As Nonito Donaire was being reduced by Guillermo Rigondeaux to haplessly swinging at the air like a drunkard swatting at angry bees, something occurred to me: I wasn’t just anxious for action; I was bored out of my mind.
I can respect a defensive wizard at work. I’ve watched Bernard Hopkins for years dismantle his foes using intellect and agility. Ditto Floyd Mayweather. Pernell Whitaker became the stuff of legend as he used his hips to frustrate opponents as they whirled empty bombs at what was no longer there. It’s an amazing talent to have. We can place these fighters amongst the all-time greats and compare them to the Willy Peps of boxing lore. We have that right as fans and writers. We also have the right to snuggle up with our favorite blanket and take a nice snooze while they ply their craft.
Saturday night at Radio City Music Hall, the tension and excitement filling the air as the fight began was palpable. As the fight wore on, and Rigondeaux continued to dodge, dip, dive and duck the attack from Donaire, all while offering little or nothing in return, the air left the room. It was replaced by boredom and then finally anger. The chorus of boos that rained down on the ring from the sixth round on was a loud expression of frustration. That will happen when you pay excellent money for a boxing match and instead get a samba.
Rigondeaux is a freakish talent. His agility and reflexes are incredible. Donaire has wrecked and embarrassed opponents for years with his combination of speed, accuracy, and power. On this night, he was continually confused and frustrated by the Cuban’s movement. Even when he finally caught the two-time gold medalist, he could do nothing to keep up the momentum. Rigondeaux simply got up off the canvas, smirked, and started over.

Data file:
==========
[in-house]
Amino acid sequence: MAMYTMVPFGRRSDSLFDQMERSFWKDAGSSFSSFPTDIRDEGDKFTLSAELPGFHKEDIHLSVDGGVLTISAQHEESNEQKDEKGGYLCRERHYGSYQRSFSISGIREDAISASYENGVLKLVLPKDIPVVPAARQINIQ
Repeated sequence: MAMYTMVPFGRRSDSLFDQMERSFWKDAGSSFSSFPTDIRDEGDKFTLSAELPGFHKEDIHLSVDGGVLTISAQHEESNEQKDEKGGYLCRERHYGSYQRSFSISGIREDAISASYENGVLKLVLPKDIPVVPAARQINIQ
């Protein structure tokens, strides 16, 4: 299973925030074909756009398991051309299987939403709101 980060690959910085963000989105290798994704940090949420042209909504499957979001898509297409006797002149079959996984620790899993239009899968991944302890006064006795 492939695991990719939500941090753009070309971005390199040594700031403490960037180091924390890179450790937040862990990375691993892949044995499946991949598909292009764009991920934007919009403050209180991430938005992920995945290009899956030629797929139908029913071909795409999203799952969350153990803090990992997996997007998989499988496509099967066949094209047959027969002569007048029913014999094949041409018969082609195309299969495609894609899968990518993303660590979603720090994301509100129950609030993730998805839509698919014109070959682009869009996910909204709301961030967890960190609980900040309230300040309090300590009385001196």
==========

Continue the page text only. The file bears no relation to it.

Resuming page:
Possibly the most maddening thing about the fight was the fact that Rigondeaux was landing hard, jarring punches whenever he bothered to throw. The crowd was begging for more. Had he pressed the gas, he may very well have stopped Donaire. Of course, he’d also open himself up again, something he flat out refused to do. Instead, he was completely comfortable with cruising to a decision victory that was much closer than it should have been. Had Rigondeaux thrown even a smattering of punches, he’d have won by a huge margin. He didn’t.
In his defense, he would have KO’d 99.9 percent of fighters anywhere near 122 pounds Saturday. But the fact that he busted up Donaire and embarrassed him on several occasions, without attempting anything but the bare minimum offensively is the most frustrating thing - He could have put up a legendary performance. Dominating and stopping the most dominant fighter in the division brings you to the next level. Dominating with defense, as technically brilliant as it is to behold, does not.
In fact, Rigondeaux might be worse off now than ever. Who the hell wants to fight him? He’s a hard puncher, damn near impossible to hit, and brings absolutely nothing financially to the table. Worse, he seems more than content to bore the pants off of anyone who watches him.
For his part, Donaire never stopped trying for the knockout. His problem? He never stopped trying for the knockout. The home run shots that always do the trick for him weren’t landing, and he showed absolutely zero willingness to try something else. Was he distracted? Was he training as hard as he should have been? Or did he finally run into a foe who had the skill to beat him? Probably it was a combination of all three.
As fight fans, we thirst for blood. We want our warriors to be just that - reckless bangers who scoff at the notion of defense in favor of pure violence. Brandon Rios is beloved for that reason, as was Arturo Gatti. We can appreciate the subtleties of the sweet science, but we don’t have to love the view.
Rigondeaux was quoted as saying that he was the matador Saturday night, and that people don’t like the matador. That isn’t true - people are okay with a matador - as long as he hits the bull back.
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